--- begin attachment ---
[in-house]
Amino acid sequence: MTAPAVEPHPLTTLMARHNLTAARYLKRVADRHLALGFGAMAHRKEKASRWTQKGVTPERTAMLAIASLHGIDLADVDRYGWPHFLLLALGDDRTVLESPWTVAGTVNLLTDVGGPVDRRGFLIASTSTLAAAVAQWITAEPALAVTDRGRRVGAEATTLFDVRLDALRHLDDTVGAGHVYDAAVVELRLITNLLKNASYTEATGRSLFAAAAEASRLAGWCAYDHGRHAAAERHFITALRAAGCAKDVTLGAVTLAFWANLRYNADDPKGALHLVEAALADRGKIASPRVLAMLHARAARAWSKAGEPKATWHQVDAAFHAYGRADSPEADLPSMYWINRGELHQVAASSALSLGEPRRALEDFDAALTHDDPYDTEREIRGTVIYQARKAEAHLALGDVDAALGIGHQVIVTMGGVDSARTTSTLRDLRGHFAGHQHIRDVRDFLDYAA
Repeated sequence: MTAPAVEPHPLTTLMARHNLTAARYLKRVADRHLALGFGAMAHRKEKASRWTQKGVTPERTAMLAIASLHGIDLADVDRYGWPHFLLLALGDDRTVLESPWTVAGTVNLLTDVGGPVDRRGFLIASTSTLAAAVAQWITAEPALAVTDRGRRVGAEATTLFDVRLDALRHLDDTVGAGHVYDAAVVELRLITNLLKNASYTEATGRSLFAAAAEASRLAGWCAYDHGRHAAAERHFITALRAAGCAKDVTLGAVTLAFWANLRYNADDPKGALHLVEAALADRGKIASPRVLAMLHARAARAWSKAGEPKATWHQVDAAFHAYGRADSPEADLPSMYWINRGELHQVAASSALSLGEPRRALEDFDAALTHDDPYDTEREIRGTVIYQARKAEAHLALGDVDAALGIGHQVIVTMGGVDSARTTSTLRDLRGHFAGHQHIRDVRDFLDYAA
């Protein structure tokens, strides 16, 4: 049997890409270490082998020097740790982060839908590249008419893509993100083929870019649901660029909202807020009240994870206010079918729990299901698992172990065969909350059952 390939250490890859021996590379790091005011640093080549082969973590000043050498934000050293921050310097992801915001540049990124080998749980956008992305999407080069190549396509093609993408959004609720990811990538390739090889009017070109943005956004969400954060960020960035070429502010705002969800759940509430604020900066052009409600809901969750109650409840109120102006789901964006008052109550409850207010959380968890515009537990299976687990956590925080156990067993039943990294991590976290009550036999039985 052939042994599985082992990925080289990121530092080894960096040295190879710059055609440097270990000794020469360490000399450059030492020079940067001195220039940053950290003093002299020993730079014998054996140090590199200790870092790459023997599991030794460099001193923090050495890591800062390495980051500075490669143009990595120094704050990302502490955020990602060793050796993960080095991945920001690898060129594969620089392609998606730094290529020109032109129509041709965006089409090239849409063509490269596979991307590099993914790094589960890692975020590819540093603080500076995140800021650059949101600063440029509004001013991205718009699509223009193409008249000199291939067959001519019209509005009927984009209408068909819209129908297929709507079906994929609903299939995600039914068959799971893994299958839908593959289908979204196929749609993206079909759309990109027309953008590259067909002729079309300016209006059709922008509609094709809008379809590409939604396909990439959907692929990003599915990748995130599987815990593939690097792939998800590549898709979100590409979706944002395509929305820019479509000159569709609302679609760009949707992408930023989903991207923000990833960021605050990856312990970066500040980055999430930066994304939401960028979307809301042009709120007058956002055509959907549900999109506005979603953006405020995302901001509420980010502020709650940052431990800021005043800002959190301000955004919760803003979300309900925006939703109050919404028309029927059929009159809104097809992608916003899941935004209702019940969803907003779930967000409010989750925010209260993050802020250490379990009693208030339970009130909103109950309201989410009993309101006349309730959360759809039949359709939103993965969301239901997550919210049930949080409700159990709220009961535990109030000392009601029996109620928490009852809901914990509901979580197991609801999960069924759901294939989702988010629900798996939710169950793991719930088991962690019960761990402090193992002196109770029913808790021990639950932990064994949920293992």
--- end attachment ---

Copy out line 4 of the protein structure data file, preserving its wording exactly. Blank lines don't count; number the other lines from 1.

């Protein structure tokens, strides 16, 4: 049997890409270490082998020097740790982060839908590249008419893509993100083929870019649901660029909202807020009240994870206010079918729990299901698992172990065969909350059952 390939250490890859021996590379790091005011640093080549082969973590000043050498934000050293921050310097992801915001540049990124080998749980956008992305999407080069190549396509093609993408959004609720990811990538390739090889009017070109943005956004969400954060960020960035070429502010705002969800759940509430604020900066052009409600809901969750109650409840109120102006789901964006008052109550409850207010959380968890515009537990299976687990956590925080156990067993039943990294991590976290009550036999039985 052939042994599985082992990925080289990121530092080894960096040295190879710059055609440097270990000794020469360490000399450059030492020079940067001195220039940053950290003093002299020993730079014998054996140090590199200790870092790459023997599991030794460099001193923090050495890591800062390495980051500075490669143009990595120094704050990302502490955020990602060793050796993960080095991945920001690898060129594969620089392609998606730094290529020109032109129509041709965006089409090239849409063509490269596979991307590099993914790094589960890692975020590819540093603080500076995140800021650059949101600063440029509004001013991205718009699509223009193409008249000199291939067959001519019209509005009927984009209408068909819209129908297929709507079906994929609903299939995600039914068959799971893994299958839908593959289908979204196929749609993206079909759309990109027309953008590259067909002729079309300016209006059709922008509609094709809008379809590409939604396909990439959907692929990003599915990748995130599987815990593939690097792939998800590549898709979100590409979706944002395509929305820019479509000159569709609302679609760009949707992408930023989903991207923000990833960021605050990856312990970066500040980055999430930066994304939401960028979307809301042009709120007058956002055509959907549900999109506005979603953006405020995302901001509420980010502020709650940052431990800021005043800002959190301000955004919760803003979300309900925006939703109050919404028309029927059929009159809104097809992608916003899941935004209702019940969803907003779930967000409010989750925010209260993050802020250490379990009693208030339970009130909103109950309201989410009993309101006349309730959360759809039949359709939103993965969301239901997550919210049930949080409700159990709220009961535990109030000392009601029996109620928490009852809901914990509901979580197991609801999960069924759901294939989702988010629900798996939710169950793991719930088991962690019960761990402090193992002196109770029913808790021990639950932990064994949920293992």